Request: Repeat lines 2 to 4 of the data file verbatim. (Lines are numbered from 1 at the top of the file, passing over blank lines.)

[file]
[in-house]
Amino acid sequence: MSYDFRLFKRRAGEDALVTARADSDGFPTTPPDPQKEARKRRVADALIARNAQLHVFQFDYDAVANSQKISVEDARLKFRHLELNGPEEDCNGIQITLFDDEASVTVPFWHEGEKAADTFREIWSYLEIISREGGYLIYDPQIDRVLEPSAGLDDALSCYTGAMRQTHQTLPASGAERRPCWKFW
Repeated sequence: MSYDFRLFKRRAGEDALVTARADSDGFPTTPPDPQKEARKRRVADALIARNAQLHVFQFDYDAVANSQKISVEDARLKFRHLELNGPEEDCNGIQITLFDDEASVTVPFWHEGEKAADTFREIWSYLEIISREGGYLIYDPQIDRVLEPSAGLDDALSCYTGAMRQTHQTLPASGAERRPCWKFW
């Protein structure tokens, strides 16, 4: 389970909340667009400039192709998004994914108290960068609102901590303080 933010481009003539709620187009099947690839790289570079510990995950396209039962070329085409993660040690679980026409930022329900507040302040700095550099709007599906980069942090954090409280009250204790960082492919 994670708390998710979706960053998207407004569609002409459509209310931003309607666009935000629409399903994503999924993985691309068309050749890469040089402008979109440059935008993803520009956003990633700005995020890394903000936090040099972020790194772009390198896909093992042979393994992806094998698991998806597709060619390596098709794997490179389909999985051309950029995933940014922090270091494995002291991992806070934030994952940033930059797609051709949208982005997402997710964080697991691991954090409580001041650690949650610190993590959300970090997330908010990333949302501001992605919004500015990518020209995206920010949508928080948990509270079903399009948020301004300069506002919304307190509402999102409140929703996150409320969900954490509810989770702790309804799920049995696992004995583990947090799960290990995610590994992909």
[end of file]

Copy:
Amino acid sequence: MSYDFRLFKRRAGEDALVTARADSDGFPTTPPDPQKEARKRRVADALIARNAQLHVFQFDYDAVANSQKISVEDARLKFRHLELNGPEEDCNGIQITLFDDEASVTVPFWHEGEKAADTFREIWSYLEIISREGGYLIYDPQIDRVLEPSAGLDDALSCYTGAMRQTHQTLPASGAERRPCWKFW
Repeated sequence: MSYDFRLFKRRAGEDALVTARADSDGFPTTPPDPQKEARKRRVADALIARNAQLHVFQFDYDAVANSQKISVEDARLKFRHLELNGPEEDCNGIQITLFDDEASVTVPFWHEGEKAADTFREIWSYLEIISREGGYLIYDPQIDRVLEPSAGLDDALSCYTGAMRQTHQTLPASGAERRPCWKFW
């Protein structure tokens, strides 16, 4: 389970909340667009400039192709998004994914108290960068609102901590303080 933010481009003539709620187009099947690839790289570079510990995950396209039962070329085409993660040690679980026409930022329900507040302040700095550099709007599906980069942090954090409280009250204790960082492919 994670708390998710979706960053998207407004569609002409459509209310931003309607666009935000629409399903994503999924993985691309068309050749890469040089402008979109440059935008993803520009956003990633700005995020890394903000936090040099972020790194772009390198896909093992042979393994992806094998698991998806597709060619390596098709794997490179389909999985051309950029995933940014922090270091494995002291991992806070934030994952940033930059797609051709949208982005997402997710964080697991691991954090409580001041650690949650610190993590959300970090997330908010990333949302501001992605919004500015990518020209995206920010949508928080948990509270079903399009948020301004300069506002919304307190509402999102409140929703996150409320969900954490509810989770702790309804799920049995696992004995583990947090799960290990995610590994992909």